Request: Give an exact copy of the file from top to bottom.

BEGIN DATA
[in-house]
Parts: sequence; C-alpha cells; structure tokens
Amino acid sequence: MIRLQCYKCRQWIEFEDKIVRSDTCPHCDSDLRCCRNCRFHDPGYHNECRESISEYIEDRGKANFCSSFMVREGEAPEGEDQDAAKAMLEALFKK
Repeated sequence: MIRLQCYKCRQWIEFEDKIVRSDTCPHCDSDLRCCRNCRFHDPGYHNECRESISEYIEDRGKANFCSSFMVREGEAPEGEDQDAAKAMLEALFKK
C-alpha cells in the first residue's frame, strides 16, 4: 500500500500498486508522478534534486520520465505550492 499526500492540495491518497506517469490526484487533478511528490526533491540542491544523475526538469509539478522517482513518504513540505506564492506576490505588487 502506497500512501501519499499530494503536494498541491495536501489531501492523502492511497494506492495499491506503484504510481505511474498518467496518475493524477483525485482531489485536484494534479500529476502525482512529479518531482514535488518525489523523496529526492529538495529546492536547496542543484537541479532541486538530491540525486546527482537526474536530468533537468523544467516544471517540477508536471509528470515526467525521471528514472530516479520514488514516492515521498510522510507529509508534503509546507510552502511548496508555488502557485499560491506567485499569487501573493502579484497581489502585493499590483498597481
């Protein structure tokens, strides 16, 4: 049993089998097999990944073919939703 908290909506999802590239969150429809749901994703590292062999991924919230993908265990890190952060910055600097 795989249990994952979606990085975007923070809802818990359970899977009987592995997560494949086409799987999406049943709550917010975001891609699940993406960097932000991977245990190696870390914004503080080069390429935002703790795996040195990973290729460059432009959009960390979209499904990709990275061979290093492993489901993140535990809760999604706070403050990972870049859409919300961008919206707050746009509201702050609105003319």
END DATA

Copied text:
[in-house]
Parts: sequence; C-alpha cells; structure tokens
Amino acid sequence: MIRLQCYKCRQWIEFEDKIVRSDTCPHCDSDLRCCRNCRFHDPGYHNECRESISEYIEDRGKANFCSSFMVREGEAPEGEDQDAAKAMLEALFKK
Repeated sequence: MIRLQCYKCRQWIEFEDKIVRSDTCPHCDSDLRCCRNCRFHDPGYHNECRESISEYIEDRGKANFCSSFMVREGEAPEGEDQDAAKAMLEALFKK
C-alpha cells in the first residue's frame, strides 16, 4: 500500500500498486508522478534534486520520465505550492 499526500492540495491518497506517469490526484487533478511528490526533491540542491544523475526538469509539478522517482513518504513540505506564492506576490505588487 502506497500512501501519499499530494503536494498541491495536501489531501492523502492511497494506492495499491506503484504510481505511474498518467496518475493524477483525485482531489485536484494534479500529476502525482512529479518531482514535488518525489523523496529526492529538495529546492536547496542543484537541479532541486538530491540525486546527482537526474536530468533537468523544467516544471517540477508536471509528470515526467525521471528514472530516479520514488514516492515521498510522510507529509508534503509546507510552502511548496508555488502557485499560491506567485499569487501573493502579484497581489502585493499590483498597481
């Protein structure tokens, strides 16, 4: 049993089998097999990944073919939703 908290909506999802590239969150429809749901994703590292062999991924919230993908265990890190952060910055600097 795989249990994952979606990085975007923070809802818990359970899977009987592995997560494949086409799987999406049943709550917010975001891609699940993406960097932000991977245990190696870390914004503080080069390429935002703790795996040195990973290729460059432009959009960390979209499904990709990275061979290093492993489901993140535990809760999604706070403050990972870049859409919300961008919206707050746009509201702050609105003319």